LIBERIA: After Punishment, Stigmatize Rapists As Deterrence

Monday, May 6, 2013
Western Africa
PeaceWomen Consolidated Themes: 
Sexual and Gender-Based Violence
Reconstruction and Peacebuilding

Throughout the lengthy regime of President Tubman, murder and rape were considered two terrible crimes that warranted not only drastic punishment for perpetrators, but they were permanently stigmatized in society.

Because the laws against these two despicable crimes were tough culminating in harsh punishment for convicts who lived with indelible stigma even after undergoing lawful penalties, most people did everything possible to avoid involvement in these crimes.

As a result, people being harshly treated for committing crimes other than murder and rape often cried: "Why am I being treated like this? I did not kill or rape", crimes considered very grave in society.

With the full knowledge that rape and murder cases were beyond their jurisdiction under the defunct Interior Regulations, district commissioners and traditional leaders simply arrested defendants in those cases and promptly forwarded them to the office of County Attorneys of their respective counties for appropriation judgment.

Convicted rapists, upon return to their villages following lawful punishment, were permanently ostracized, thus suffering the stigma more than the penalty already borne.

Avoidance of these waiting scars of rape was essential in reinforcing the strict observance of moral rectitude in society, and children listened when parents instilled such lessons in them. But the singsong of youngsters nowadays is "I don't want to know." How can moral decency be instilled in people whose adamant motto is they "don't want to know?"

What we are saying is that reports of rape cases were not as prevalent in those days as we have these days. Girls then chanted the message instilled in them to avoid trouble: "I was passing by, and my aunty called me by; and she said to me; take time in life... " People who do not want to know, can they take time in life?

Nevertheless, here is where we desire answers from morality scientists about this negative trend that is fast overwhelming our society, despite reinforcement in the legal system now than never before to deal specifically with rape cases.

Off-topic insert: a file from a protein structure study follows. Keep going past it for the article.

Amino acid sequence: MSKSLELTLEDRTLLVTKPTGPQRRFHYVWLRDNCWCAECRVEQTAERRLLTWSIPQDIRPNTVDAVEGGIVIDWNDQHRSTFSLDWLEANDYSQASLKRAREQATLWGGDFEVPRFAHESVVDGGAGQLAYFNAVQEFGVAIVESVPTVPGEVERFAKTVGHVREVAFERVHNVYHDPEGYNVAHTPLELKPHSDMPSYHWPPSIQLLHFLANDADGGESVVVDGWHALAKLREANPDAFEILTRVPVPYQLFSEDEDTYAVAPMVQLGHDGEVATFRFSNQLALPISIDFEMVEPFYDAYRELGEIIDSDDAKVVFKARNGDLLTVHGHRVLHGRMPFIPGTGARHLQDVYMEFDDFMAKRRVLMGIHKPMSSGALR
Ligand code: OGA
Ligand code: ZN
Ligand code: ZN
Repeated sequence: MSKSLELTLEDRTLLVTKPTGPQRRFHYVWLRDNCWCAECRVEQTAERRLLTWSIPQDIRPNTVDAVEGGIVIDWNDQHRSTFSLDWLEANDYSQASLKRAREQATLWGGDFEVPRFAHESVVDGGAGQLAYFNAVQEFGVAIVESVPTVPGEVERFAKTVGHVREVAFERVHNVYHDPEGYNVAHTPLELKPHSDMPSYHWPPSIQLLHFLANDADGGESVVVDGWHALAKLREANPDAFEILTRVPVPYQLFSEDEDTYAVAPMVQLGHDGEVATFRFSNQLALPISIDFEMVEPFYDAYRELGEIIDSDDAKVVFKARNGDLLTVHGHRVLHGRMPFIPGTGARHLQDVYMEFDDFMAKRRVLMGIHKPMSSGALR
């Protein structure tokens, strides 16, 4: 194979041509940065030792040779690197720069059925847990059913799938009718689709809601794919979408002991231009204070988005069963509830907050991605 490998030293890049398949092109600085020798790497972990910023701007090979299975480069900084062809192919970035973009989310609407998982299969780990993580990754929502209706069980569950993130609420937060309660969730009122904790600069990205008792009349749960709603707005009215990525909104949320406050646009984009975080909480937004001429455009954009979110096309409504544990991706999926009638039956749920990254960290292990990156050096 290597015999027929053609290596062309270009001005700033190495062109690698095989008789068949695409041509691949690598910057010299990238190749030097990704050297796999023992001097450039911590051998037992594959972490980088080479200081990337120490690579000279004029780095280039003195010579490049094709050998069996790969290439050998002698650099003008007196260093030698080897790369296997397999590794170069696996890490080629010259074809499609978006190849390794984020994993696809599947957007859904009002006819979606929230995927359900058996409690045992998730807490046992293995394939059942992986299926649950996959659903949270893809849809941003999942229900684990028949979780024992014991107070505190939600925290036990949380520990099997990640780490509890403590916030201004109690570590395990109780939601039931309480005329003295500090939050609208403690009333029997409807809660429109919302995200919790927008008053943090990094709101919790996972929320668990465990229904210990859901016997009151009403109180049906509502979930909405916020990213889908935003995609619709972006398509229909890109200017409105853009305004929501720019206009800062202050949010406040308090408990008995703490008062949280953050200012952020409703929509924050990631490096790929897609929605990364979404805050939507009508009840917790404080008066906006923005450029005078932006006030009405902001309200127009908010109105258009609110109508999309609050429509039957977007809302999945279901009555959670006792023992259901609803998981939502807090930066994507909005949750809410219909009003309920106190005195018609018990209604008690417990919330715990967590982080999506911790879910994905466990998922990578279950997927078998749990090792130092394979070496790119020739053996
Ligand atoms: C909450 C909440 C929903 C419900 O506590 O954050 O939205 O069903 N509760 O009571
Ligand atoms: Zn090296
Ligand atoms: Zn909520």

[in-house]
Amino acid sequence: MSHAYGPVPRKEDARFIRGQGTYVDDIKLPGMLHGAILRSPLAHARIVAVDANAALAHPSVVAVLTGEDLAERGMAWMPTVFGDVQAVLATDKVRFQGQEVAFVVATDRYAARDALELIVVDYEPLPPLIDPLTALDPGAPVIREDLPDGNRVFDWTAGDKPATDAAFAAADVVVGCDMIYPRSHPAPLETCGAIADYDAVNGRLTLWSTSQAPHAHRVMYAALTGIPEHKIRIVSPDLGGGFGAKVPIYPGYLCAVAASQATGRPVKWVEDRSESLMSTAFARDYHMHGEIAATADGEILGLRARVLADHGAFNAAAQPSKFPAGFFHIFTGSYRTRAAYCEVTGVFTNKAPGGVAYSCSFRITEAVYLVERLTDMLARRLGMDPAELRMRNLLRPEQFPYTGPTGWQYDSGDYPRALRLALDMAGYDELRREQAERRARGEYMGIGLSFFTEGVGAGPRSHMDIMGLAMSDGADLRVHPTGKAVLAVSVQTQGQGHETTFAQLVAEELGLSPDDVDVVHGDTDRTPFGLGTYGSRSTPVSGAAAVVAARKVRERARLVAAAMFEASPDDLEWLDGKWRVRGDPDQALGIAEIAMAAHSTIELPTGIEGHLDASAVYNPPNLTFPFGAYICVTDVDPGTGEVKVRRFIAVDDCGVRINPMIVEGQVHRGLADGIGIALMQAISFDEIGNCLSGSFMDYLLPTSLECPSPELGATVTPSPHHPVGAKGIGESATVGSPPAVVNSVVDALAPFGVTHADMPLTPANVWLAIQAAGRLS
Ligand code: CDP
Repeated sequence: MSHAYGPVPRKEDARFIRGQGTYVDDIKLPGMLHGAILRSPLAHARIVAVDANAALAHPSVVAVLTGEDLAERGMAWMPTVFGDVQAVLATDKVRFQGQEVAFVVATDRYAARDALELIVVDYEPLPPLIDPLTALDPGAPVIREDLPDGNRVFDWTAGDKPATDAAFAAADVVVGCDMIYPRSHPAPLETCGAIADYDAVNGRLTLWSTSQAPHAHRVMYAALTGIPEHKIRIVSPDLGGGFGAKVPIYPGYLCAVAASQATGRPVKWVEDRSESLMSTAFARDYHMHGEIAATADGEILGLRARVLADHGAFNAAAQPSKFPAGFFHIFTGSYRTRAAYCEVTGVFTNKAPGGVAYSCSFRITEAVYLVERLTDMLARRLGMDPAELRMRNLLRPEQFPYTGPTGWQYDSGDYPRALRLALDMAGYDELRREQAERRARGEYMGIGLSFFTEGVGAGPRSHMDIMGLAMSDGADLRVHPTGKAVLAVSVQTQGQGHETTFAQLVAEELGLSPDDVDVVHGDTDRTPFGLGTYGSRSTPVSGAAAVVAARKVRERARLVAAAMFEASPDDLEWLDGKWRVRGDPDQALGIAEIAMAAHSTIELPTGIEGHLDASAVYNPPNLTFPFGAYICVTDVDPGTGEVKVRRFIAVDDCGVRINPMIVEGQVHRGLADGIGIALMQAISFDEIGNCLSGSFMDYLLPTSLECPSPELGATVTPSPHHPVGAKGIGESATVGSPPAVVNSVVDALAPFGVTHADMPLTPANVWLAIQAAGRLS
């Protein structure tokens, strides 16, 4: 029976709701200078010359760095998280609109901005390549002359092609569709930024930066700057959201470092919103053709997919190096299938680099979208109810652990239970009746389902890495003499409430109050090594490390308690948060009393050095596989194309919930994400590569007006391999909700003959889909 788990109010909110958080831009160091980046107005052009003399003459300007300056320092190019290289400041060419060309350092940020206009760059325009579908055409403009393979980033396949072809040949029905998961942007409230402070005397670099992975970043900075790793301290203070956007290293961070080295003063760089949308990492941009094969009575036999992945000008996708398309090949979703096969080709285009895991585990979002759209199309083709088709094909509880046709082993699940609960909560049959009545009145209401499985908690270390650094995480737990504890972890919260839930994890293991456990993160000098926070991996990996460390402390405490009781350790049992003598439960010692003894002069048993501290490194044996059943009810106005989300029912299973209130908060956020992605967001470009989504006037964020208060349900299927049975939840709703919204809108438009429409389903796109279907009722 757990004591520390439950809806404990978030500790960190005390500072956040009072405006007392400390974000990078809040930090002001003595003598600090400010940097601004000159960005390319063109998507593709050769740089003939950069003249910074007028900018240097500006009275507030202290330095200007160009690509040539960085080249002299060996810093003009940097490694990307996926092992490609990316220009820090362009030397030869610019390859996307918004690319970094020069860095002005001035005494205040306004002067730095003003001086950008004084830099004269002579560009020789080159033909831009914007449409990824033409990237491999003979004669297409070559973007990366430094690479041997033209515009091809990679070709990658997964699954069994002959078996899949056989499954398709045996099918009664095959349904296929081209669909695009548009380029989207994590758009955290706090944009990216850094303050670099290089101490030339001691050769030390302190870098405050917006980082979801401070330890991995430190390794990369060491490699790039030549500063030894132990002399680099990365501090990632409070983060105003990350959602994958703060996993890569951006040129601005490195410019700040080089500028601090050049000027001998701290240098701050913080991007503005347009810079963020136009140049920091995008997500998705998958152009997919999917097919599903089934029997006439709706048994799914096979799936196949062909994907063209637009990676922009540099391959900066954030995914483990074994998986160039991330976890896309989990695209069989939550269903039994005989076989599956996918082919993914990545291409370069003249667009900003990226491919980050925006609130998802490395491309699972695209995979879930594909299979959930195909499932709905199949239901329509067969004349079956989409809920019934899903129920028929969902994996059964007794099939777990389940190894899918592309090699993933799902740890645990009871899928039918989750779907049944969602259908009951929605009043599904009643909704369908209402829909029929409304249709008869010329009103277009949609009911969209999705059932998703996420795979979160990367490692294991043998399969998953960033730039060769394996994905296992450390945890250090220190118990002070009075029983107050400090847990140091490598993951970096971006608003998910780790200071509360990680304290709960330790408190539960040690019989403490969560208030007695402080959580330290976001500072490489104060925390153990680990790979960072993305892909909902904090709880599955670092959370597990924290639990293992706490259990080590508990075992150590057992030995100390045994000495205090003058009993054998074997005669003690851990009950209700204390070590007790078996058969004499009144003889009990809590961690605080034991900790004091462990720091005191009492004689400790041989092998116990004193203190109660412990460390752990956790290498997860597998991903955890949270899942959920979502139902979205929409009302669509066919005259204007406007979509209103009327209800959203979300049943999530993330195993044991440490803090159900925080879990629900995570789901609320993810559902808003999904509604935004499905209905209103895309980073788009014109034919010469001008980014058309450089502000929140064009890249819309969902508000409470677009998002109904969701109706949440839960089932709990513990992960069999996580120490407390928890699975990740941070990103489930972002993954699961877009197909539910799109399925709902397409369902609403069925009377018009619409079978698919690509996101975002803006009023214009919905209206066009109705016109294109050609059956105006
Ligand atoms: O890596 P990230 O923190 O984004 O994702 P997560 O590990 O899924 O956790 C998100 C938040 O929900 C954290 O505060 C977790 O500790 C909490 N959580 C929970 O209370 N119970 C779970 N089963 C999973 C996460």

Fine, the government last week began groping for the causes of rape and gender-based violence as it launched an anti-rape campaign intended to cover the entire nation.

Being that the search for the root causes of the escalation in rape cases began with no scientific studies, President Ellen Johnson Sirleaf promptly refuted a suggestion by Chief Zanzan Karwah, head of the traditional Council of Liberia, saying the dress code of some women often makes them susceptible to rape.

The chief denounced rape against women, girls and children, but said females should respect their parents and dress in a proper manner that detracts the possibilities of rape.

"We want our children to dress properly," Chief Karwah said, adding: "We're against this act. But, our children, too, are taking no longer taking respect from their parents. The human rights business, too, is spoiling everything. Men who are raping must be put in jail. But our children, too, must observe their dress code."

Visibly angered by the chief's observation, President Sirleaf rebuked him to sensitize his fellow chiefs nationwide that no amount of dress code should justify rape and sexual molestation against women and children.

"Chief Zanzan Karwah, I say no. It is not because of the dress code. This is not the issue. However they want to dress should not be the issue. Rape is a crime and is wrong," she declared, stressing: "I want you to go and tell your chiefs and everyone that rape is a crime. People should stop raping our children because they're our future leaders."

"We've fallen short when it comes to prosecuting rape cases," the President lamented, warning: "If the judges cannot act, I think we need to find some unorthodox means in order to address this issue."

But there is need for a scientific research and study of the escalation in rape cases in Liberia that should be accompanied by appropriate recommendations.

We suggest the newfound dress style by many girls leaving titillating parts of their body hardly covered and the effect of moral decay, rampant alcoholism and drug abuse that females oblivious of value systems should feature prominently in the anti-rape campaign.

Adolescents, who cry of being unemployed, curse daylight to usher in dusk when they can hurry in thousands to many so-called clubs in Monrovia and its suburbs to drink alcohol under high pitch music unhealthy for the tympanum.

On the other hand, police have become virtually overwhelmed about how almost anywhere is nowadays a ghetto where promising youths resign their consciences and ego to the use of illicit drugs that will harden their resolve to commit hardcore crimes including rape.